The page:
Through the support of Dorothea Laub, Paul and Norma Fruchbom and Chevron Corporation, HSWRI established the Dick Laub Fisheries Replenishment Program in 2014. This program aims to build on the approach developed for white seabass (i.e. fisheries replenishment using releases of cultured fish) and apply it to other marine finfish species in southern California.

 

Initial work focused on identifying suitable candidates for fisheries replenishment; HSWRI scientists systematically assessed 20 local nearshore species as well as soliciting input from resource managers and a survey of user groups.  Following this, California halibut (Paralichthys californicus) became the focal species of the Dick Laub Fisheries Replenishment Program and culture efforts were greatly intensified. With assistance from Coastal Conservation Association of California volunteer anglers, dozens of adult male and female halibut have been collected for the program beginning in 2016.  To accommodate these breeders, new tanks and associated infrastructure has been installed at HSWRI’s Mission Bay research facility.  Juvenile culture capacity has also been upgraded at Mission Bay with the installation of specialist larval systems and live-feed capabilities.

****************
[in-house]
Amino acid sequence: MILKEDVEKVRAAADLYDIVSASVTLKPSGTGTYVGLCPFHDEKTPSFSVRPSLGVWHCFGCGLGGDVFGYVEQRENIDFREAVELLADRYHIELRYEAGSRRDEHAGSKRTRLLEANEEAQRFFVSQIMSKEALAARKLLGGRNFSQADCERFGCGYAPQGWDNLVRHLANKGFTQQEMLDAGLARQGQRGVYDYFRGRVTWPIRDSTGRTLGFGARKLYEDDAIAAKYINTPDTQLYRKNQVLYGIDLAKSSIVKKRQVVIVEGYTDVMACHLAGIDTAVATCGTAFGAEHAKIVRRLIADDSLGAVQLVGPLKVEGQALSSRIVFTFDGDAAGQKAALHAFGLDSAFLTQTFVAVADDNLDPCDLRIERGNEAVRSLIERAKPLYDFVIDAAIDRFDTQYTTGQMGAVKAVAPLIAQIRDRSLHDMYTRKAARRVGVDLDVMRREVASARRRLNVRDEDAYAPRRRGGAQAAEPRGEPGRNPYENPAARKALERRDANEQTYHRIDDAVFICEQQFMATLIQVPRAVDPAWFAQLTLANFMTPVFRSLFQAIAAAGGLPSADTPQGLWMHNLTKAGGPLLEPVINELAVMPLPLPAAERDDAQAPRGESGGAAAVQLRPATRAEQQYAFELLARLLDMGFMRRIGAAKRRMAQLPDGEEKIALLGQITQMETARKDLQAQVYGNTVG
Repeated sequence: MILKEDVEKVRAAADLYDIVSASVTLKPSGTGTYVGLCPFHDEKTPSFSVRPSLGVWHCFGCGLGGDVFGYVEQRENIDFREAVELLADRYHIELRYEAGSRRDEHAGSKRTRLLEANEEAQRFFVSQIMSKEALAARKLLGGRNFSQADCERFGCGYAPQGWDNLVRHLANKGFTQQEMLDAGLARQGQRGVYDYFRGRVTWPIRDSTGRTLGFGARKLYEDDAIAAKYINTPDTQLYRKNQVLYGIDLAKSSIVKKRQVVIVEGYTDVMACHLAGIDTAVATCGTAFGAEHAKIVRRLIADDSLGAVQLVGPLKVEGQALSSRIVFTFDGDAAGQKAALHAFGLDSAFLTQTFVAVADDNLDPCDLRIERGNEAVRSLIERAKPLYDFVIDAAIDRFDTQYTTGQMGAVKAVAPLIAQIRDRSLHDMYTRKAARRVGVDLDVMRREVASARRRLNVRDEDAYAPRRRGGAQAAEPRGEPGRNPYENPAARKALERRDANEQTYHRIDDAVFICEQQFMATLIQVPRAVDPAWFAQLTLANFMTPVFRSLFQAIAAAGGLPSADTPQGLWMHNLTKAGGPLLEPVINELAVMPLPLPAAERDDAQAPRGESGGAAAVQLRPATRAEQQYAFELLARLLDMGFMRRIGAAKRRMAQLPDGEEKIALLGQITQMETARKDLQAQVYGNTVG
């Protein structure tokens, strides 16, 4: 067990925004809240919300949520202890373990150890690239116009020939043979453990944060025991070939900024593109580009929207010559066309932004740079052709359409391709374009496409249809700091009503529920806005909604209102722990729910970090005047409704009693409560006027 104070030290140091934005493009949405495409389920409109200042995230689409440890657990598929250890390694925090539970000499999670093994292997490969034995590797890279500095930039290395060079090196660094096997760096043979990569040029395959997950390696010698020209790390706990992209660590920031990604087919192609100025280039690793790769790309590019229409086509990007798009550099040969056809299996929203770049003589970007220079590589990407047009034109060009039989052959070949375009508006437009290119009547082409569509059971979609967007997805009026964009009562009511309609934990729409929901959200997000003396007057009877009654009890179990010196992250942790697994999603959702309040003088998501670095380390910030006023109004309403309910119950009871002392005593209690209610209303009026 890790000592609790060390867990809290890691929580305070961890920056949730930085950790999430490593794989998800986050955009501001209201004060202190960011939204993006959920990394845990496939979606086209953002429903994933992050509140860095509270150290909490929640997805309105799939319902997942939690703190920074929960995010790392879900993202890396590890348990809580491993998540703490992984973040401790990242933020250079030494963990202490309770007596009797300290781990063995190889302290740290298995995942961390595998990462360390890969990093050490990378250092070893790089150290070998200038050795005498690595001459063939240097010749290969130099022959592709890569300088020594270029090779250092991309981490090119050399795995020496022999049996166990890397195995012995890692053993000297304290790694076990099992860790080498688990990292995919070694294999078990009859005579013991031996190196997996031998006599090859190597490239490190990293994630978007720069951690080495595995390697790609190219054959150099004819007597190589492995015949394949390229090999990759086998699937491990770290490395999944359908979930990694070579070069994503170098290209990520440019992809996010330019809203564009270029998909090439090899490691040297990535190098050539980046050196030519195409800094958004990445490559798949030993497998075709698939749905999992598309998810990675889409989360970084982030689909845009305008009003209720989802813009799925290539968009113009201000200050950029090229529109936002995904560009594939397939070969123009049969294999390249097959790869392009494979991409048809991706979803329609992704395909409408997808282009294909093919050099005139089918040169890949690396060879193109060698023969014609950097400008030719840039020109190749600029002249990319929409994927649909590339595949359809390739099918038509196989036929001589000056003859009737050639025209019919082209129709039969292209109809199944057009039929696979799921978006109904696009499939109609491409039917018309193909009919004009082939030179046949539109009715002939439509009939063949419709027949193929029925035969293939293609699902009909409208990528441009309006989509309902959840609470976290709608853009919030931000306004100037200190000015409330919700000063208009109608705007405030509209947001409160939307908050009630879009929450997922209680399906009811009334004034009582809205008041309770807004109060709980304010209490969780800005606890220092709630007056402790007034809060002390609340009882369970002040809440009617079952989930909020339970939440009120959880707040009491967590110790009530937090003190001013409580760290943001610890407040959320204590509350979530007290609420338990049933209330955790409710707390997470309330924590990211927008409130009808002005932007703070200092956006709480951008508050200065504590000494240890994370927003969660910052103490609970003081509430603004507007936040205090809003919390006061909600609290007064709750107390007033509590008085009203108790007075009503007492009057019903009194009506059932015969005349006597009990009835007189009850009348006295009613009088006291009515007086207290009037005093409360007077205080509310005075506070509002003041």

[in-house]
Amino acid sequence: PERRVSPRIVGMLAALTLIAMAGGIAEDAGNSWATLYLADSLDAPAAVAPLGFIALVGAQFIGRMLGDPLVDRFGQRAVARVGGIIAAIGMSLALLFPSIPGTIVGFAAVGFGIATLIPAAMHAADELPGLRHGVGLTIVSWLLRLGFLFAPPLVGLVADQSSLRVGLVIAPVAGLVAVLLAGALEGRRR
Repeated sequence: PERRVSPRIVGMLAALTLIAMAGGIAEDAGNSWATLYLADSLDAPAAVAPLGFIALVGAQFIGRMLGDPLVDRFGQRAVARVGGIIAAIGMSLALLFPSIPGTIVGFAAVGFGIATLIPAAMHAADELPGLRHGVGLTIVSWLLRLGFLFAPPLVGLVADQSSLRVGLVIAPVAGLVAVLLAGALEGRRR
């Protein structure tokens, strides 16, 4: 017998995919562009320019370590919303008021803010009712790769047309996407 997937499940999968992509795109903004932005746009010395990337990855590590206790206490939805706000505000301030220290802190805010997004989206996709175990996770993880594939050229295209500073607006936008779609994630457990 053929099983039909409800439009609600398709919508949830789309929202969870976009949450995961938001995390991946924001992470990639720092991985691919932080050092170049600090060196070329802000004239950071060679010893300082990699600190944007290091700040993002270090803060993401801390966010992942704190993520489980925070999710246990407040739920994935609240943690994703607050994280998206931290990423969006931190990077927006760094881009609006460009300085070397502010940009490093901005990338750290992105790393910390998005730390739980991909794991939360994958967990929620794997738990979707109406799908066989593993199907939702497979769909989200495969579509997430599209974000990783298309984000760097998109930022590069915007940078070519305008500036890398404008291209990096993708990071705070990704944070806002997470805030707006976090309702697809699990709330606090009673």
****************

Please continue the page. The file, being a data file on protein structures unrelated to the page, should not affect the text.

Once regularly spawning of halibut was achieved, research efforts have been able to focus on important topics such as temperature and hormone effects on spawning, culture conditions to maximize juvenile health and quality, and mechanism that control sex determination in this species.  As cultured halibut have been grown to releasable size, additional areas of research have included behavioral training (e.g. pre-release exposure to live-prey and sand substrate) and tagging methodologies.  In late 2019, the first release of halibut occurred as part of the Dick Laub Fisheries Replenishment Program, as almost 2300 juveniles were released in Mission Bay.  With established methods now in place for the culture, grow out and release of juvenile halibut, expansion of the program is being planned to include larger-scale releases at multiple locations throughout southern California.

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